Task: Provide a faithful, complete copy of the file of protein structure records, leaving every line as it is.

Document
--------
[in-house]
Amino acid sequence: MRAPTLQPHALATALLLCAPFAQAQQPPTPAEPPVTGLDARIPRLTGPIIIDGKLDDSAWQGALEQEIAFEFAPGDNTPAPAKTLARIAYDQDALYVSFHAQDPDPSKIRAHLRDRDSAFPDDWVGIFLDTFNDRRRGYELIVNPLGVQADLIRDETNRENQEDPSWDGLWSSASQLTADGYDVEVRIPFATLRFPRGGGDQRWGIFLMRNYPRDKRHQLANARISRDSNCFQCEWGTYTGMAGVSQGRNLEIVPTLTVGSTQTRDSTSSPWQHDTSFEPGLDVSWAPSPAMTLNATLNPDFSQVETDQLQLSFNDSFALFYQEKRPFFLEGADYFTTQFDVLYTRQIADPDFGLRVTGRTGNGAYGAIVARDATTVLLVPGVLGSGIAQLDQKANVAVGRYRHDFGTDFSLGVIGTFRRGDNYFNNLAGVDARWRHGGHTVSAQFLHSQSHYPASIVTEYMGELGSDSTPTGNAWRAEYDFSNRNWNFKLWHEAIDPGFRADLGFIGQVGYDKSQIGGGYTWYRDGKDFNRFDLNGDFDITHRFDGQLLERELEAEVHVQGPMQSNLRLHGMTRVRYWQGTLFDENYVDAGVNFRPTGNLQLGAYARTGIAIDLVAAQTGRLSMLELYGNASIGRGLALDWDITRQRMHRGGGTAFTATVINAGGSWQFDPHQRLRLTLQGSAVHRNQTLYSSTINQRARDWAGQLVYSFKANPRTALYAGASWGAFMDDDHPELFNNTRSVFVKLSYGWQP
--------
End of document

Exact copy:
[in-house]
Amino acid sequence: MRAPTLQPHALATALLLCAPFAQAQQPPTPAEPPVTGLDARIPRLTGPIIIDGKLDDSAWQGALEQEIAFEFAPGDNTPAPAKTLARIAYDQDALYVSFHAQDPDPSKIRAHLRDRDSAFPDDWVGIFLDTFNDRRRGYELIVNPLGVQADLIRDETNRENQEDPSWDGLWSSASQLTADGYDVEVRIPFATLRFPRGGGDQRWGIFLMRNYPRDKRHQLANARISRDSNCFQCEWGTYTGMAGVSQGRNLEIVPTLTVGSTQTRDSTSSPWQHDTSFEPGLDVSWAPSPAMTLNATLNPDFSQVETDQLQLSFNDSFALFYQEKRPFFLEGADYFTTQFDVLYTRQIADPDFGLRVTGRTGNGAYGAIVARDATTVLLVPGVLGSGIAQLDQKANVAVGRYRHDFGTDFSLGVIGTFRRGDNYFNNLAGVDARWRHGGHTVSAQFLHSQSHYPASIVTEYMGELGSDSTPTGNAWRAEYDFSNRNWNFKLWHEAIDPGFRADLGFIGQVGYDKSQIGGGYTWYRDGKDFNRFDLNGDFDITHRFDGQLLERELEAEVHVQGPMQSNLRLHGMTRVRYWQGTLFDENYVDAGVNFRPTGNLQLGAYARTGIAIDLVAAQTGRLSMLELYGNASIGRGLALDWDITRQRMHRGGGTAFTATVINAGGSWQFDPHQRLRLTLQGSAVHRNQTLYSSTINQRARDWAGQLVYSFKANPRTALYAGASWGAFMDDDHPELFNNTRSVFVKLSYGWQP